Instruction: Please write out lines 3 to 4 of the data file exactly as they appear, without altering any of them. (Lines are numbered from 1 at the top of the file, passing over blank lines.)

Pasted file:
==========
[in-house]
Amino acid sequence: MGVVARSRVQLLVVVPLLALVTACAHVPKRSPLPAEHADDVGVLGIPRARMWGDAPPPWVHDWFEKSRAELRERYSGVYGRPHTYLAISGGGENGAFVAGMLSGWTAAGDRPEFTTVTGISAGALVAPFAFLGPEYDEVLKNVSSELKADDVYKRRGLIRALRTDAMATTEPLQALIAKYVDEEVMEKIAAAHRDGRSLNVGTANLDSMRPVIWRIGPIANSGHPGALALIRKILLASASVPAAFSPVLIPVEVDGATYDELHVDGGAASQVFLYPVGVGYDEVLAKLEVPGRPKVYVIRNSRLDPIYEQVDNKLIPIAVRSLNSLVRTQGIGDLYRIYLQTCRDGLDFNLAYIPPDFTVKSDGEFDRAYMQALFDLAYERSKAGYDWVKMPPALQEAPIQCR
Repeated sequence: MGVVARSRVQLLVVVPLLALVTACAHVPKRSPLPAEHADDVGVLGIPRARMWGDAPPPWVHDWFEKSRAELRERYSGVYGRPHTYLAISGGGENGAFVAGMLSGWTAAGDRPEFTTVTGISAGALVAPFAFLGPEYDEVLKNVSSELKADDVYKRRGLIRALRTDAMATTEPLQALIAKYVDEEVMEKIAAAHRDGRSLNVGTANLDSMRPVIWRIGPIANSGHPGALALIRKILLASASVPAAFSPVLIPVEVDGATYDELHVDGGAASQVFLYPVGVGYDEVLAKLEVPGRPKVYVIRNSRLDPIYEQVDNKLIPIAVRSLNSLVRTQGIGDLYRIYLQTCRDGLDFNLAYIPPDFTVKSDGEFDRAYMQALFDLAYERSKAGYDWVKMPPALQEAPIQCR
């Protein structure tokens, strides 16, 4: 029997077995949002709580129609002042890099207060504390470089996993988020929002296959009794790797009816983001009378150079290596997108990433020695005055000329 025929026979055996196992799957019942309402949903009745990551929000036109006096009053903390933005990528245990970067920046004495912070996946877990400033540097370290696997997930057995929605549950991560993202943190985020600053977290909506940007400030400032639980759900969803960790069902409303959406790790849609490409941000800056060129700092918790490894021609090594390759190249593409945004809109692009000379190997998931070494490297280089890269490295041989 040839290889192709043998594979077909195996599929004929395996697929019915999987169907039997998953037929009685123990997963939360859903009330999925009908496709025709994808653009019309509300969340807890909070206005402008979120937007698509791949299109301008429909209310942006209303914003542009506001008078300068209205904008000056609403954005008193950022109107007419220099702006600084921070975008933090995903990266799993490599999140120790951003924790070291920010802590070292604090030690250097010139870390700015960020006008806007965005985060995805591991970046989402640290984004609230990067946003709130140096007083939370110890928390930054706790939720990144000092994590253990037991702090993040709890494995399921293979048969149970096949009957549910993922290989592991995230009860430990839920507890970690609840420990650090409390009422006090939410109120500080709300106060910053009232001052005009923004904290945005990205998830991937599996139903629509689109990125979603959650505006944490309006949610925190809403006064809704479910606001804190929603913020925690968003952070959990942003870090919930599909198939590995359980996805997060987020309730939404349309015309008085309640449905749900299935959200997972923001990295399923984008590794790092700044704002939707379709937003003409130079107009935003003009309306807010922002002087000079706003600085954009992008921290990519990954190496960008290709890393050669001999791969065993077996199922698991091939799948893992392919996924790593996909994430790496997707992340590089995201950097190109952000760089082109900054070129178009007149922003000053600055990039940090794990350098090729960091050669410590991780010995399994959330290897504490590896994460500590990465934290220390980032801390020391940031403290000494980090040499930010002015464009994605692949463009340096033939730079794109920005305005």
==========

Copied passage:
Repeated sequence: MGVVARSRVQLLVVVPLLALVTACAHVPKRSPLPAEHADDVGVLGIPRARMWGDAPPPWVHDWFEKSRAELRERYSGVYGRPHTYLAISGGGENGAFVAGMLSGWTAAGDRPEFTTVTGISAGALVAPFAFLGPEYDEVLKNVSSELKADDVYKRRGLIRALRTDAMATTEPLQALIAKYVDEEVMEKIAAAHRDGRSLNVGTANLDSMRPVIWRIGPIANSGHPGALALIRKILLASASVPAAFSPVLIPVEVDGATYDELHVDGGAASQVFLYPVGVGYDEVLAKLEVPGRPKVYVIRNSRLDPIYEQVDNKLIPIAVRSLNSLVRTQGIGDLYRIYLQTCRDGLDFNLAYIPPDFTVKSDGEFDRAYMQALFDLAYERSKAGYDWVKMPPALQEAPIQCR
């Protein structure tokens, strides 16, 4: 029997077995949002709580129609002042890099207060504390470089996993988020929002296959009794790797009816983001009378150079290596997108990433020695005055000329 025929026979055996196992799957019942309402949903009745990551929000036109006096009053903390933005990528245990970067920046004495912070996946877990400033540097370290696997997930057995929605549950991560993202943190985020600053977290909506940007400030400032639980759900969803960790069902409303959406790790849609490409941000800056060129700092918790490894021609090594390759190249593409945004809109692009000379190997998931070494490297280089890269490295041989 040839290889192709043998594979077909195996599929004929395996697929019915999987169907039997998953037929009685123990997963939360859903009330999925009908496709025709994808653009019309509300969340807890909070206005402008979120937007698509791949299109301008429909209310942006209303914003542009506001008078300068209205904008000056609403954005008193950022109107007419220099702006600084921070975008933090995903990266799993490599999140120790951003924790070291920010802590070292604090030690250097010139870390700015960020006008806007965005985060995805591991970046989402640290984004609230990067946003709130140096007083939370110890928390930054706790939720990144000092994590253990037991702090993040709890494995399921293979048969149970096949009957549910993922290989592991995230009860430990839920507890970690609840420990650090409390009422006090939410109120500080709300106060910053009232001052005009923004904290945005990205998830991937599996139903629509689109990125979603959650505006944490309006949610925190809403006064809704479910606001804190929603913020925690968003952070959990942003870090919930599909198939590995359980996805997060987020309730939404349309015309008085309640449905749900299935959200997972923001990295399923984008590794790092700044704002939707379709937003003409130079107009935003003009309306807010922002002087000079706003600085954009992008921290990519990954190496960008290709890393050669001999791969065993077996199922698991091939799948893992392919996924790593996909994430790496997707992340590089995201950097190109952000760089082109900054070129178009007149922003000053600055990039940090794990350098090729960091050669410590991780010995399994959330290897504490590896994460500590990465934290220390980032801390020391940031403290000494980090040499930010002015464009994605692949463009340096033939730079794109920005305005």